Assuming no agreement is reached between the parents, under the time line you describe, a motion requesting a modification would need to be filed in Nevada. There is the possibility that specific jurisdictional language exists in the prior order of custody that may impact this so I suggest you have an experienced custody attorney review all prior orders. A child of 13 may be viewed by some Judges as having something to say about where they want to live but the insights or preferences of the child are not the end of the analysis. Simply put, as a general rule, children do not get to decide where they want to live. The Family Court will examine the best interest of the child in determining the outcome of any modification request. The movant (in this case, Dad) would have the burden of evidence to show that the move is in the best interests of the child. Hope this helps.
More facts are needed. I assume you moved to Nevada with either dad's permission or an order from the Court. If there is an existing order in Ontario, that Order and jurisdiction controls. If your daughter is mature and can delineate valid reasons for wanting to go back to Ontario, you and your ex should attempt to mediate a resolution. It is possible that a Court will not listen to the input of a 13 year old. But only you know if she has valid reasons or if she just wants to be where she thinks she will have more freedom. In an ideal situation, you and your ex would get on the same page in your daughter's best interest, and present to her in an united front. As that doesn't happen often in family court, you will both expend much money litigating this issue.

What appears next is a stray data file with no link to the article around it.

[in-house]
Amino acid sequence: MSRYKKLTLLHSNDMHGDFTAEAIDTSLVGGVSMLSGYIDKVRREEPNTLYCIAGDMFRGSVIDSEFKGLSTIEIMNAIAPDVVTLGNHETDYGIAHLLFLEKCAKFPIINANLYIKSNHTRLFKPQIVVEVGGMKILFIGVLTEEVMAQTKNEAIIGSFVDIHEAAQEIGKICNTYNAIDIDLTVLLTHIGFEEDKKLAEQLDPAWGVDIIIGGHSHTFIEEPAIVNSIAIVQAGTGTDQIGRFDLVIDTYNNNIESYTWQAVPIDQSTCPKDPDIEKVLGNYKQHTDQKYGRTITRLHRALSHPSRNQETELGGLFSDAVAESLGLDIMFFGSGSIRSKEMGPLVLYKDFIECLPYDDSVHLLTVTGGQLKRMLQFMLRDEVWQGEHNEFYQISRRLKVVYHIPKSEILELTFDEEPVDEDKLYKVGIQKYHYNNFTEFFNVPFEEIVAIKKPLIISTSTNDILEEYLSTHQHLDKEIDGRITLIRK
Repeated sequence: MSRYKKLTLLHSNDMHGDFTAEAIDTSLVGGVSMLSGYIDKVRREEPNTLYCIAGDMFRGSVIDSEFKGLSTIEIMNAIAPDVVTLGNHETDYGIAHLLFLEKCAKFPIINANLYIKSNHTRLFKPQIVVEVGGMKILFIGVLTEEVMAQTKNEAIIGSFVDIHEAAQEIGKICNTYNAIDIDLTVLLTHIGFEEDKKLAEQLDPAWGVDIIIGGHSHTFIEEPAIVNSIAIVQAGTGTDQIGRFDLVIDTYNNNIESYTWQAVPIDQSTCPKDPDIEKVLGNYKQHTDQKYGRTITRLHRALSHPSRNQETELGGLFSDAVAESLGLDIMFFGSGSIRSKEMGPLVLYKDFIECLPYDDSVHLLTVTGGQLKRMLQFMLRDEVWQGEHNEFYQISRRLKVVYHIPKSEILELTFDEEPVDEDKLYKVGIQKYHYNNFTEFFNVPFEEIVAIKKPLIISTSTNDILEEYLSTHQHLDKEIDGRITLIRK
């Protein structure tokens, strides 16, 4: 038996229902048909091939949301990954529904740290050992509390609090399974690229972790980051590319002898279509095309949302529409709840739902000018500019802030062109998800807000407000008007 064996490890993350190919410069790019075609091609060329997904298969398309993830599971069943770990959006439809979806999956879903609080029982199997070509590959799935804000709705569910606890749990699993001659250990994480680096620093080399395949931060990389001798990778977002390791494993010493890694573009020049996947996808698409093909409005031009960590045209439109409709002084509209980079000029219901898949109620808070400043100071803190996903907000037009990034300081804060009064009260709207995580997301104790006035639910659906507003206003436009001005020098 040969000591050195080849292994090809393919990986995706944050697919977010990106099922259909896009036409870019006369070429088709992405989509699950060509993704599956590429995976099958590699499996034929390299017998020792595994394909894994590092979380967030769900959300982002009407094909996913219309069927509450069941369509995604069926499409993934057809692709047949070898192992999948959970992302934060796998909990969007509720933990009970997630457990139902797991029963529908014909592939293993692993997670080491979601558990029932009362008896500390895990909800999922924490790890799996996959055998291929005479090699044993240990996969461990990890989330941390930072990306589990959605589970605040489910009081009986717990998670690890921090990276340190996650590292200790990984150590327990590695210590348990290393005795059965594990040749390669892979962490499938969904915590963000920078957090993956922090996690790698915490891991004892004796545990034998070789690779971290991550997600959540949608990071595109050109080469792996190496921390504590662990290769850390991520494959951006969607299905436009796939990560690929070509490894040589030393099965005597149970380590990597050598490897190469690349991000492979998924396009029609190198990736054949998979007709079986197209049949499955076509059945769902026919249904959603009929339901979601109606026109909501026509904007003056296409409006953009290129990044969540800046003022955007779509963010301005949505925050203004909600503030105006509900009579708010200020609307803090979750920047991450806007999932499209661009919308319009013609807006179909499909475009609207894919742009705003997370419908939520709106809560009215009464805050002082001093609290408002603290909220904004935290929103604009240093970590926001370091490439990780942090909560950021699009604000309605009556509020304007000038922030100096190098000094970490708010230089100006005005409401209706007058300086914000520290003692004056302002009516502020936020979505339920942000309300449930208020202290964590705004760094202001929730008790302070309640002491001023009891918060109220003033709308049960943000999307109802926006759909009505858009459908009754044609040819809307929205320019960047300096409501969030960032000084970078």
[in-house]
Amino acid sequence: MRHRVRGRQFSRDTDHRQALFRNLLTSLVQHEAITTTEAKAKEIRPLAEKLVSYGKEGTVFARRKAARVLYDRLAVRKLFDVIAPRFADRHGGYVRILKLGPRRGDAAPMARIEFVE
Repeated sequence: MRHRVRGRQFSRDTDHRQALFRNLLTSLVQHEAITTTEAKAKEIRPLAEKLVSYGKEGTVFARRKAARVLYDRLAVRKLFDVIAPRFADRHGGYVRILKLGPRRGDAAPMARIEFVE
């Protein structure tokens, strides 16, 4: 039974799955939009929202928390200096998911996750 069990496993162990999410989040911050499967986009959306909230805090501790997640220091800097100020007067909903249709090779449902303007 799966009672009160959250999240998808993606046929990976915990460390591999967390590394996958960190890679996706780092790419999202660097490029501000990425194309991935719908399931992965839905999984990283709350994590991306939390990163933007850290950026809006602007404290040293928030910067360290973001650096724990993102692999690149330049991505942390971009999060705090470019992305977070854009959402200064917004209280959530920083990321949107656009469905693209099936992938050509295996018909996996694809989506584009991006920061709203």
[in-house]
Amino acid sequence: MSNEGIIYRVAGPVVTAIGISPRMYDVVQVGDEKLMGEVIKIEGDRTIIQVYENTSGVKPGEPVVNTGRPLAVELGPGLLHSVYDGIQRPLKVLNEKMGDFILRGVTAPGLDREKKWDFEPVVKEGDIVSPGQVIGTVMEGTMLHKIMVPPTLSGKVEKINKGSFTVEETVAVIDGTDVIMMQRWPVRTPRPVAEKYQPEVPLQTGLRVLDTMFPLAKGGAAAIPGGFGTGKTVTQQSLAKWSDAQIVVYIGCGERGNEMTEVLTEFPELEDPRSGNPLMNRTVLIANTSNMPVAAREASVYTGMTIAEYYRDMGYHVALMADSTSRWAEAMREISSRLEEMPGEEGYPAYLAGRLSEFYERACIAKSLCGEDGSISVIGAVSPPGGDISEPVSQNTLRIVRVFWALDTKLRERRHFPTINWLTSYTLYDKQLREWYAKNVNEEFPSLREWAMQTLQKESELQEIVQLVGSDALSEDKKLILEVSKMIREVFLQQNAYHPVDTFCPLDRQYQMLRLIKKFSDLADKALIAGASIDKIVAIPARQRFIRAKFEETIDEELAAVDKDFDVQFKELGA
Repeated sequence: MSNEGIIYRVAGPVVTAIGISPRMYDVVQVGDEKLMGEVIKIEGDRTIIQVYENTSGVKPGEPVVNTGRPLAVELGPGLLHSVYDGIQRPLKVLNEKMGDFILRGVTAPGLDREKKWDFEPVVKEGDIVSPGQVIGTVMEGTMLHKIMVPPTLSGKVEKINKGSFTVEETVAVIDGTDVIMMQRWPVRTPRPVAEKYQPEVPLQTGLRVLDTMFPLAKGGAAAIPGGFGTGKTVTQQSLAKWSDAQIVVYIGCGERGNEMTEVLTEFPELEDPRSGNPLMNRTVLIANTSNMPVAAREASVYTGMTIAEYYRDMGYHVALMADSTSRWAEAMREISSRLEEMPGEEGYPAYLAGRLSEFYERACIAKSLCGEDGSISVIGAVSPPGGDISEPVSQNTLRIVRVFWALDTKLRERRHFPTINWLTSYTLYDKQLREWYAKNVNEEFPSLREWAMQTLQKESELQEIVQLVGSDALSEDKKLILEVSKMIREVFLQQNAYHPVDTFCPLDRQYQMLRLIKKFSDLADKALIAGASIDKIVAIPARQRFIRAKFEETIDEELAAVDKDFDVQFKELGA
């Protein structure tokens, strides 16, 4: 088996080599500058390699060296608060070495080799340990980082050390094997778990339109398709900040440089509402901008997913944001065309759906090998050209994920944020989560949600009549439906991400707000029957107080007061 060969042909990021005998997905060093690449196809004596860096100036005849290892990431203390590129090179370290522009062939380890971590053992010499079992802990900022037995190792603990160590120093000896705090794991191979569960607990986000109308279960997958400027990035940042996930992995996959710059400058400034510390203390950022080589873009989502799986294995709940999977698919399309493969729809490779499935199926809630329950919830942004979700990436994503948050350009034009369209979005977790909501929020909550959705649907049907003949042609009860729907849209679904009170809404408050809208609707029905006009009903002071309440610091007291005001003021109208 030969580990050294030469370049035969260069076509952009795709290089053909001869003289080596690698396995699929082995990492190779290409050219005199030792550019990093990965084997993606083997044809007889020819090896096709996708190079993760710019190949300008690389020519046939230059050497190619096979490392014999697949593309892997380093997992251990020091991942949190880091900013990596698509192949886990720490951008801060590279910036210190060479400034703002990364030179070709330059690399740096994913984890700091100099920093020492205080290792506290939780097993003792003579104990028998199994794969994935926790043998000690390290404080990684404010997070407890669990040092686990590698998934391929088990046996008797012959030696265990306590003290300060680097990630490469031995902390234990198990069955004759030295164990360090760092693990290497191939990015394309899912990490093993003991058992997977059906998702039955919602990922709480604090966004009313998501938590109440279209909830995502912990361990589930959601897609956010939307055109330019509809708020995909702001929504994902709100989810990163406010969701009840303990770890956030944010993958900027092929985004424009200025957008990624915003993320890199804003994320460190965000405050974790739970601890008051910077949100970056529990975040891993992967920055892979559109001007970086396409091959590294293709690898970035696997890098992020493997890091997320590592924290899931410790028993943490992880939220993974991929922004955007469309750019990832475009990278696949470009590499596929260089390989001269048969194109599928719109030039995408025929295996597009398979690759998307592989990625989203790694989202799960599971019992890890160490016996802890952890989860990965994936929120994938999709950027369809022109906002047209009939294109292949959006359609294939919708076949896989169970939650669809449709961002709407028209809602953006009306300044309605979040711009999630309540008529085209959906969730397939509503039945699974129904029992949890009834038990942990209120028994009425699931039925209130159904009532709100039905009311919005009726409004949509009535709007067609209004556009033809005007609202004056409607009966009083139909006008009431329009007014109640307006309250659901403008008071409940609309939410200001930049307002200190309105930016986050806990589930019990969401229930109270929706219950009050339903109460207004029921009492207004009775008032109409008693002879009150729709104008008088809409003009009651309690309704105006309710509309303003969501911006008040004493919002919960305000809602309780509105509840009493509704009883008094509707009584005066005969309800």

My colleagues are correct. Your case will depend upon the language of the original custodial order (assuming you have one) and the nature of the reasons your daughter and ex want her to move back. (If no court order exists, then we have a different scenario.) And if Canada's custodial laws are similar to those here in Nevada, then yes, he can file a motion there. There may be some jurisdictional issues in Canada that would allow you to move jurisdiction here, so you should find an attorney in Ontario that can help. This is an international jurisdictional issue that will take someone of experience.
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